WASHINGTON – Members of Congress from Iowa, Minnesota, and Wisconsin have asked federal regulators to order Union Pacific to lift a weather-related embargo on rail traffic in their states before it has “devastating effects” on shippers.
UP imposed the 14-day embargo on Dec. 29 and on Jan. 11 extended it another 14 days, saying ongoing snow, ice, and Arctic temperatures were impeding operations in the three states.
The railroad had to contend with snow drifts as high as 15 feet that blocked tracks in Iowa and Minnesota in December. And in a Jan. 18 customer advisory UP said it was bracing for a storm that was expected to drop an additional 12 to 24 inches of snow across Nebraska, northern Iowa, southern Minnesota, and Wisconsin and whip up strong winds in Nebraska and Iowa.
Customers are allowed to request permits for shipments in the affected areas. “Union Pacific will continue to carefully review and consider customer circumstances while issuing permits during this recovery period. Permits will continue to be issued, as needed, to protect critical supply chains,” the railroad said last week.
But eight representatives were critical of the railroad’s response to winter weather.
“The delays resulting from Union Pacific’s embargo and subsequent inadequate service for their customers is unacceptable. Current and forecasted weather conditions in the upper Midwest are not abnormal for this time of year, and similar conditions in the past have not significantly disrupted rail service,” the representatives wrote in a Jan. 13 letter to the Surface Transportation Board.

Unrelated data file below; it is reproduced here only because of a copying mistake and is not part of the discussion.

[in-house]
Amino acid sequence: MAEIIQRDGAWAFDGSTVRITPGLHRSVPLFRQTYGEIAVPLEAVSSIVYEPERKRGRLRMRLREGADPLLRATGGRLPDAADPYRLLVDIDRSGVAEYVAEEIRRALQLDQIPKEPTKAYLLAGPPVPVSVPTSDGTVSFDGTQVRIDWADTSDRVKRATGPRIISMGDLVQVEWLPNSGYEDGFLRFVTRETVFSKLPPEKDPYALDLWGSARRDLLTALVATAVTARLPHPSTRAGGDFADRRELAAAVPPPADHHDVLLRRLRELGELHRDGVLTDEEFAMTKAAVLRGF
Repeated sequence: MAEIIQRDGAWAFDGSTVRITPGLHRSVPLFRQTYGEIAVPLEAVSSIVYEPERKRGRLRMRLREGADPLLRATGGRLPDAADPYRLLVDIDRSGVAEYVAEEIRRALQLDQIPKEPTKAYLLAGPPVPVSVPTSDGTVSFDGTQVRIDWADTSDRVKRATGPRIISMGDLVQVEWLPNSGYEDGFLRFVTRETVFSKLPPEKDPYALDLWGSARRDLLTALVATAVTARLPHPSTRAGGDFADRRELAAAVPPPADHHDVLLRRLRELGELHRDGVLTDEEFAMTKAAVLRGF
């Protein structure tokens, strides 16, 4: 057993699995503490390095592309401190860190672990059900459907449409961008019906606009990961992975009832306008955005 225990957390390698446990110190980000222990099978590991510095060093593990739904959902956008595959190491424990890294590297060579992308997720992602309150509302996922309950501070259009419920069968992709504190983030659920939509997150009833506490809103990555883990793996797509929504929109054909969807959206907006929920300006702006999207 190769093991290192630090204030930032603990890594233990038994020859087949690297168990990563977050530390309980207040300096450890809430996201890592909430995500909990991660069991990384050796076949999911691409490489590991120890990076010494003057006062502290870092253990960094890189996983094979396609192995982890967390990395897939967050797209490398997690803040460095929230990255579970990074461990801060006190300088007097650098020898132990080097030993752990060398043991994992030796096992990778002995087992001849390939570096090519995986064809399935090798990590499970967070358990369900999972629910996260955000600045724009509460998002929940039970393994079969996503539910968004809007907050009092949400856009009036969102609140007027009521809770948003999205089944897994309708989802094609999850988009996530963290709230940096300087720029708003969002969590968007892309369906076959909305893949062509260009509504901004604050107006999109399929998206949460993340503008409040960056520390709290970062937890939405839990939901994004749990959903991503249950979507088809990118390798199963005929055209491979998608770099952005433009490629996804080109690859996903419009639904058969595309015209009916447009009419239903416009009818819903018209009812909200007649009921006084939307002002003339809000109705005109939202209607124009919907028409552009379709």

The representatives urged the STB to hold a meeting with UP and affected shippers, direct the railroad to lift the embargo, and restore service as quickly as possible.
“We must ensure our farmers, biofuel producers, and manufacturers can rely on critical rail transportation for their products, in-turn ensuring Americans may continue to rely on safe and affordable domestic food and fuel supply,” they wrote.
STB Chairman Martin J. Oberman told the representatives on Wednesday that the board is “deeply aware of UP’s service shortfalls,” noting that the board held a hearing in December on UP’s increased use of embargoes as well as an April hearing on widespread service problems on UP, BNSF Railway, CSX Transportation, and Norfolk Southern.
“I can assure you that I share your concerns and will continue to hold UP accountable with respect to its plans to lift not only the current embargo, but to address its general use of embargoes to manage its operations,” Oberman wrote.
None of the other Class I railroads operating in Iowa, Minnesota, and Wisconsin – which include BNSF Railway, Canadian National, and Canadian Pacific – have issued similar blanket embargoes in the area, according to the Association of American Railroads embargo system.
The only non-UP embargo in the three states was issued by BNSF on Nov. 17 to alleviate congestion at its auto ramp in St. Paul, Minn. The embargo was updated on Dec. 21 to include extreme weather conditions.
“Embargoes are a high priority for us to deal with this year,” Oberman said on Thursday at the Midwest Association of Rail Shippers conference. “I think one of my priorities is going to be to hire a meteorologist to come to work for the board, to sort out for us the difference between the snow that falls on the UP tracks in Minnesota and the snow that falls on CP’s, and BN’s, and everybody else’s tracks. Because I’m convinced it’s different snow.”
UP says winter weather delays began to mount in December.
“Union Pacific has experienced significant weather delays since December due to severe winter storms and arctic temperatures in the Midwest. Although incremental progress has been made in reducing congestion across the region, we are seeing longer than anticipated recovery due to the magnitude of weather impacts. We will continue to issue permits for customers during this recovery period to protect critical supply chains,” a railroad spokeswoman says. “Union Pacific is committed to restoring the fluidity of our network and we are working closely with members of Congress and the Surface Transportation Board to address their concerns.”